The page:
When it comes to their annual football sim FIFA, EA Sports are in an enviable position. The series has a well-established fanbase, which the developer knows will return to the franchise year after year, to keep up to date with the latest squad updates, to begin building their Ultimate Team for the season, and to participate in the game’s massive online community.
As a result, FIFA’s marketing buzz come August of each year generally focuses on one or two ‘innovations’ added to the series in the hopes of attracting both new and lapsed fans. For the rest of us, we recognise and accept these for the PR fluff they generally are – then purchase the game regardless. For FIFA 16, much of the hype machine has been allocated to the inclusion of women’s national teams in the franchise for the first time ever, following the success of the FIFA Women’s World Cup earlier in the year.
With the free-to-download FIFA 16 demo now upon us, we’ve spent some time exploring the game in-depth, and trying to look beyond the headline iterations. And while as we all expected, FIFA 16 largely plays very similar to its predecessor, there are a number of core gameplay changes that will keep series veterans happy, too – at least for another year.
Aside from the obvious inclusion of the women’s teams, the most notable welcome adjustment to FIFA 16, evident here in the demo, is a reduction in the pace of matches, with the series’ signature free-flowing arcade-style play toned down just a little in favour of more tactical and strategic game management. Passes no longer zip at an unrealistic pace and ‘snap’ to the feet of your teammates; they require greater precision to control both their power and accuracy. This has a knock-on effect in terms of the overall speed of play, and while the front shoulder button in combination with the pass button can now be used to add additional pace to ‘drive’ a pass across the pitch, by default players will find it’ll take just that little bit longer to break down an opponent’s defence. Coupled with a ‘re-balancing’ of sprinting and acceleration that previously felt a little overpowered, players will have to work that little bit harder to reap their rewards in FIFA 16.
The fine tuning of certain situations in both attack and defence is apparent in the FIFA 16 demo, with the shooting and tackling systems both receiving a notable upgrade. Along with volleys looking much more realistic this time around, the power of shots has been tweaked a little; standing efforts travel much more slowly and with less ‘venom’ compared to those hit while sprinting towards goal, for example. In defence, players can now tackle in-air when the ball is bouncing, ‘fake tackle’ to lure an opponent in, or cancel out of a slide tackle to avoid the previously present situations of rather unfairly leaving a gaping hole in your team’s back line following a slightly mistimed effort.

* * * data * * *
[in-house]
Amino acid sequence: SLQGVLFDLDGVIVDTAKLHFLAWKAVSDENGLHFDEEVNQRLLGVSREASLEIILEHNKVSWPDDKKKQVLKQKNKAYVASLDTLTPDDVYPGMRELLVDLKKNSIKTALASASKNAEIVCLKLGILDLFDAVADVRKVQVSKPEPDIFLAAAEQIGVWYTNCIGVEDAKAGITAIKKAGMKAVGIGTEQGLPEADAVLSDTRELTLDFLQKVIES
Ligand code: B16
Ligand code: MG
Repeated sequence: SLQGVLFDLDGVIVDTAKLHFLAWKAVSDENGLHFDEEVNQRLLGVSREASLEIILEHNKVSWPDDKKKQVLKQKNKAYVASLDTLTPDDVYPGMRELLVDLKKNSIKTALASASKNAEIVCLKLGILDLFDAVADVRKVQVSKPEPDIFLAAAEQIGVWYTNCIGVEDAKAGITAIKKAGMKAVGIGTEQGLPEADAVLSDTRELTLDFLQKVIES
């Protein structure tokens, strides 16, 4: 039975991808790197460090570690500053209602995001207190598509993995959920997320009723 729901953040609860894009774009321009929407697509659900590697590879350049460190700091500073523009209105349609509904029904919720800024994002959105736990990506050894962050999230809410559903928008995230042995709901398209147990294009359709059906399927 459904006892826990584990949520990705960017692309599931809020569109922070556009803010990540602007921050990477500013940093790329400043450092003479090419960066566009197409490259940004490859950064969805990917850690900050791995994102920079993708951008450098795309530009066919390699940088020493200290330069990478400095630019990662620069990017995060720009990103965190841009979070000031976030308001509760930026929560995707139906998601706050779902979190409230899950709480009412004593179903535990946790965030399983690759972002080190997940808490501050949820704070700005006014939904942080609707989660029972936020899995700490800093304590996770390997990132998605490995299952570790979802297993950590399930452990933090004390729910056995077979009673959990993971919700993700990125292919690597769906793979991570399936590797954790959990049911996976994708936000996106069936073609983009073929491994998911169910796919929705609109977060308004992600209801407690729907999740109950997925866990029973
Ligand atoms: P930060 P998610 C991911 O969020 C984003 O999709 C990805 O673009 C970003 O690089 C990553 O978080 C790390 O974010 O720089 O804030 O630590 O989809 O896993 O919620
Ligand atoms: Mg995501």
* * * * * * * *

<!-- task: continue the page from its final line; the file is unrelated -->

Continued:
Series veterans will be delighted to hear that AI goalkeeping has received a significant overhaul, and while the occasional howler still slips through, FIFA 16’s keepers are now much more balanced; feeling less overpowered in some areas, while major cock-ups in others have been toned down significantly.
In terms of the teams available for players to choose from in the demo, Real Madrid and Barcelona top the bill of men’s clubs, along with Borussia Dortmund, Borussia Mönchengladbach, Chelsea FC, Inter Milan, Manchester City, Paris Saint-Germain, River Plate and the Seattle Sounders. The inclusion here of the women’s national sides of the United States and Germany have understandably earned the most attention, however.
Keen to experience a FIFA women’s match for the first time, we dived right into the action with the Carli Lloyd-skippered World Cup holders taking on the two-time champions Germany. Unfortunately, while the inclusion of the teams is undoubtedly a nice touch, we failed to notice any real differences in gameplay here, with the two teams simply playing like re-skinned versions of their male counterparts. While we’re certainly not saying that the female players should be underpowered, the Women’s World Cup 2015 had its own, unique atmosphere that has sadly failed to translate into video game form.
Besides the ability to dive straight into an exhibition game, the FIFA 16 demo also comes complete with a taster of the new FUT Draft mode, which will allow players to pay an entry fee (of either 15,000 coins, 300 FIFA Points, or 1 Draft Token) to draft a line-up full of Ultimate Team superstars for up to four matches either on or offline. Cards, coins and FUT packs will be rewarded based on your win-loss record in each of the games you participate in, with a defeat spelling the end of that draft. It’s a neat, inoffensive feature that may encourage some players to jump into EA’s prized cash cow of Ultimate Team for the first time.
Rounding out the demo’s available features is the inclusion of the newly-added FIFA Trainer. Effectively serving as an in-game tutorial HUD, the system offers tips to series newcomers mid-match in an effort to improve their play. For series veterans, however, it’ll probably serve as little more than an annoyance – we turned it off before we’d even finished playing our first match.
Minor grumbles aside, FIFA 16 looks set to continue EA Sports’ philosophy of evolution rather than true innovation – and when you have the best football game available, that’s not a bad thing. While the headline-grabbing features ultimately look like they’ll fall a little flat in some respects, the expertly detailed fine-tuning and tweaking of the title’s core gameplay mechanics should tide over players well enough, at least until FIFA 17.